Topline and cold back problems are common in the equine industry. In many cases, the problem is more cosmetic in the horse, i.e., loss of muscle tone to the topline or lumbar region. While in others, the problems extend into performance related issues, such as overt pain or failure to fully perform or stretch out. Although there are no specific remedies to these issues, some approaches have proven more valuable at least in our experience with rehabilitation patients. (more…)
Tag Archives: chronic inflammation
When we think of inflammation in the horse, it is often in the form of pain and swelling. Joint pain, stiffness, a wound or cut, sore back, sore throat, or even a skin infection. All of this is true and these conditions are associated with inflammation, but the overall concept goes much deeper, often being unrecognized clinically but all too closely tied with other health conditions. In the horse, chronic inflammation is linked back to lameness conditions with the tendons, joints and poor hoof health. It is also involved in metabolic conditions, including insulin resistance, allergies and uveitis. It is an important concept to grasp, even on the most basic level, as with this understanding, we have opportunities to intervene which may give us more opportunities to manage and even prevent certain conditions. (more…)
When you hear the word “inflammation”, the most common image is one of redness, swelling and pain. Maybe a sprained ankle, tendon or even a blister. While this is true for one form when view externally, it doesn’t always hold true. Pain is a common association with inflammation, but doesn’t always have to be present for the inflammatory process to impact health on many levels. Sometimes, it is like a smoldering fire, out of normal view, contributing to many health conditions in people, pets and horses.
Cushing’s disease in the horse is becoming a more popular diagnosis, creating confusion with many horse owners. Cushing’s disease or Pituitary Pars Intermedia Dysfunction (PPID) is most commonly diagnosed in the aged horse, but is increasingly become more common in perceived younger horses with concurrent usage of medications to control the condition. The impact of Cushing’s disease in the equine community is large, with more cases being diagnosed as the lifespan of the horse increases, and can create many management frustrations for the horse owner. The syndrome is very complex, leaving many unanswered questions but many roads for possible exploration to enhance quality of life for these patients.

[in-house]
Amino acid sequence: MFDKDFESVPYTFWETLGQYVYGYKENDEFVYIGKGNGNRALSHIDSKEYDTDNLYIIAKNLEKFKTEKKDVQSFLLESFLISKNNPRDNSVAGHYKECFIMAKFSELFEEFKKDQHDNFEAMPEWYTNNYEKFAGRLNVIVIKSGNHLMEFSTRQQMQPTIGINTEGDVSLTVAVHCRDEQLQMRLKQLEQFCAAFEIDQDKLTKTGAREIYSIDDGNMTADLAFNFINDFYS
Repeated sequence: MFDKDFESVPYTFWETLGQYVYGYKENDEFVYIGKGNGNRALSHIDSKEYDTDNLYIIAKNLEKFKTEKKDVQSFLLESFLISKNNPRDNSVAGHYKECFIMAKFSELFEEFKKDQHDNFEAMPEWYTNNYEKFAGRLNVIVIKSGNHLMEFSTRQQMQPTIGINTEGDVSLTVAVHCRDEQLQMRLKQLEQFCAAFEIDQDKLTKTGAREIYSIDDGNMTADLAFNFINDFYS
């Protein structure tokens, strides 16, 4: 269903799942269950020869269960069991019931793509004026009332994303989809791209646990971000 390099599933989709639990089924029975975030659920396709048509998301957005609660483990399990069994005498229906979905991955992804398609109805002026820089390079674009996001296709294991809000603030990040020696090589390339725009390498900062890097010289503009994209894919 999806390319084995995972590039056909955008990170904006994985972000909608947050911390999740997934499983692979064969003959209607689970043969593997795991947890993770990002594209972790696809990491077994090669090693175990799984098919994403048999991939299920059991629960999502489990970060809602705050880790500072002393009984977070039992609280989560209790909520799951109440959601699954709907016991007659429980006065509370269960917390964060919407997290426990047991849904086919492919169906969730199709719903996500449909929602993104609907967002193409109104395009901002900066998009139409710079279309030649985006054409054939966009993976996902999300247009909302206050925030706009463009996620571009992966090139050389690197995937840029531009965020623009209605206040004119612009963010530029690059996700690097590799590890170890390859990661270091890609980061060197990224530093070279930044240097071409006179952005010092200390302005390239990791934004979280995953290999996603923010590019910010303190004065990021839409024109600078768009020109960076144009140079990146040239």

Curcumin, the “Indian Solid Gold” is one of the most cherished spices in the world. Health is something we all take for granted, but did you know that Curcumin taken daily can bring about dramatic health changes for the positive? Whether if you suffer from chronic joint pain, lower back pain or overall stiffness, benefits can be seen. In horses, we battle with joint deterioration, back complaints and overall unsoundness, chasing these conditions with expensive remedies combating something that could be better managed from another standpoint. Even in horses, dramatic changes can be evident, often creating confusion as to how something so simple can have such far reaching effects. Pets are no different, suffering from the same clinical maladies that affect humans. They too can benefit immensely, restoring healthy, vitality and a quest for life. So, why is this herb so wonderful?
In today’s equine world, there is so much focus on joint health and conditioning, that we tend to forget about the bigger picture. As a veterinarian, I see so much over use, almost bordering on abuse, of various pharmaceutical medications and equine joint supplements. So many people use them, that at times, I wonder if we are actually trying to manage a condition or more so if the increased use is more to follow what another is doing, almost making it a trend without purpose. Now, I will be honest and say that many of these equine supplements and medications can prove useful in certain situations, but overall, I feel they are being overused at times, trying to accomplish things they were never intended to do.